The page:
Splendid Spain Smash Spirited Azzurri
They came with a purpose and they achieved it. Nearly 75 years after an Argentina team consisting mostly of the great River Plate forwards Juan Carlos Muñoz, José Manuel Moreno, Adolfo Pedernera, Ángel Labruna, and Félix Loustau had won three successive Copa America (then called the South American Championships) in 1945, 1946 and 1947, has a team come up to win three successive major tournaments. Spain’s achievement is all the more creditable given how the competition has become widespread and when you consider that Spain has yet to concede a goal in any of those three triumphs in the knockout rounds, you can estimate the mesmerizing superiority they have imposed over their opponents.
Spain 4 Italy 0
D Silva (1-0), J Alba (2-0), F Torres (3-0), J Mata (4-0)
Derided as ‘boring’ and ‘playing defensive’, Spain came out of the blocks strong and belligerent to the point that Italy, despite throwing the best they had, couldn’t cope with the pace or the skill shown by the Spanish players. Vincent del Bosque had once again opted for a strikerless formation while Cesare Prandelli had opted to NOT counter it by his 3-5-2 of the group stage. Perhaps he would one day admit that mistake. Within the first ten minutes, the movement of David Silva, Cesc Fabregas and Alvaro Arbeloa had shown how fragile Giorgio Chiellini is at left back. Spain scored within 15 minutes with a run through Italy’s left side and a Fabregas cutback was headed in by Silva. The pace and the precision of the attack had taken the Italian defence completely by surprise and made sure Italy would go behind in a match for the first time in the tournament. Prandelli admitted Chiellini’s ineptitude in the face of that onslaught to substitute him with Federico Balzaretti within the opening half hour.
That goal though spurred Italy on and gradually the likes of Pirlo, Montolivo and Cassano started showing their impact. Ignazio Abate and Balzaretti were running full pelt at the defense down the right and Italy created positive chances. It was Casillas who was the busier keeper in this point saving from Montolivo, Cassano and Balotelli at crucial junctures. Spain though always remained a threat on the break. And the efficacy of the strikerless formation was proved, when leftback Jordi Alba became the furthest man in one such counterattack, and finished it with aplomb. To their credit, Italy kept attacking and but for an alert Casillas, should have got a goal back before the half time.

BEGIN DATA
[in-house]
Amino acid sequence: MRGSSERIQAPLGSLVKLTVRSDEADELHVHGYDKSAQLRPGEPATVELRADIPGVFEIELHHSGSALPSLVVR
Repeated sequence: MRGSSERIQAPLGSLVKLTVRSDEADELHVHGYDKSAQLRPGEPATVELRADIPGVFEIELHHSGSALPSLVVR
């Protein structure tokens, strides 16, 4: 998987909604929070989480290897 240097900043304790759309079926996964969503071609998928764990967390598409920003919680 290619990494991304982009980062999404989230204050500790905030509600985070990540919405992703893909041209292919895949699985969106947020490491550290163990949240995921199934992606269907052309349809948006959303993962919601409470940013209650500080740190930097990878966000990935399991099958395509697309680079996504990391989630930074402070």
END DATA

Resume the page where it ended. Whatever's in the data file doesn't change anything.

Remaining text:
With two goals down, Prandelli made an attacking change, bringing on ‘Toto’ Di Natale for Cassano. Within five minutes of restart, that substitution seemed to have almost paid off as Di Natale wasted a golden opportunity, heading just over the bar. Ten minutes later, Montolivo threaded through a ball for Di Natale to just place it beyond Casillas, but the Udinese striker hit straight at him and couldn’t do anything with the rebound. At this point, Prandelli threw on Thiago Motta as the third substitute for Montolivo, apparently in a move to liberate Pirlo from the deep lying position and make him a more integral part of the attack. Italy had completed its three substitutions at the hour mark, when Motta pulled up with a hamstring injury, there was nothing more to be done. A heroic Italy was reduced to 10 men at the hour, with Spain at their best and ahead by two goals.
The result seemed academic after that. Only point was would Spain try and increase the humiliation on the Azzurri, which they duly did by bringing on Juan Mata, Fernando Torres and Pedro in the final 10 minutes. A visibly tired 10 Azzurri, were blown away in a spurt of orgiastic passing as Torres scored and assisted for Mata and Spain completed a 4-0 rout.
Spain can rightly claim to be the best team in the world, and perhaps one of the best teams of all time. Comparisons across era are always a nice dinner table conversation but this Spanish side, has as much defensive solidity as it has attacking flair. When it mattered the most, they brought out their ‘A’ game to demolish their opponents. A third successive crown, and now they can make it an unassailable four if they get the 2014 world cup. With this Spain, you know nothing is impossible.
The Azzurri, were not disgraced despite that scoreline. For 60 minutes, they fought toe to toe. They ran Spain close for one hour, till the tragic circumstance in which they were reduced to 10 men. The final half hour, the entire team was running with barely anything in the tank. It was 30 minutes too long for this team that had overcome momentous odds to come to the finals. Their prize is not just the runner-up medal, but the acknowledgement from most neutral football lovers, that this Italy is a new Italy. The time ahead could be the most exciting for Azzurri.
“They were too superior and so the regrets about losing are possibly less hard, as when you face a powerful and invulnerable force like this, you can accept the defeat easier.”
“Before I start to analyse anything I’d like to say that everyone loses sometimes. Italy had a great tournament but had that injury with Thiago Motta and the game effectively ended then.”
Vincent Del Bosque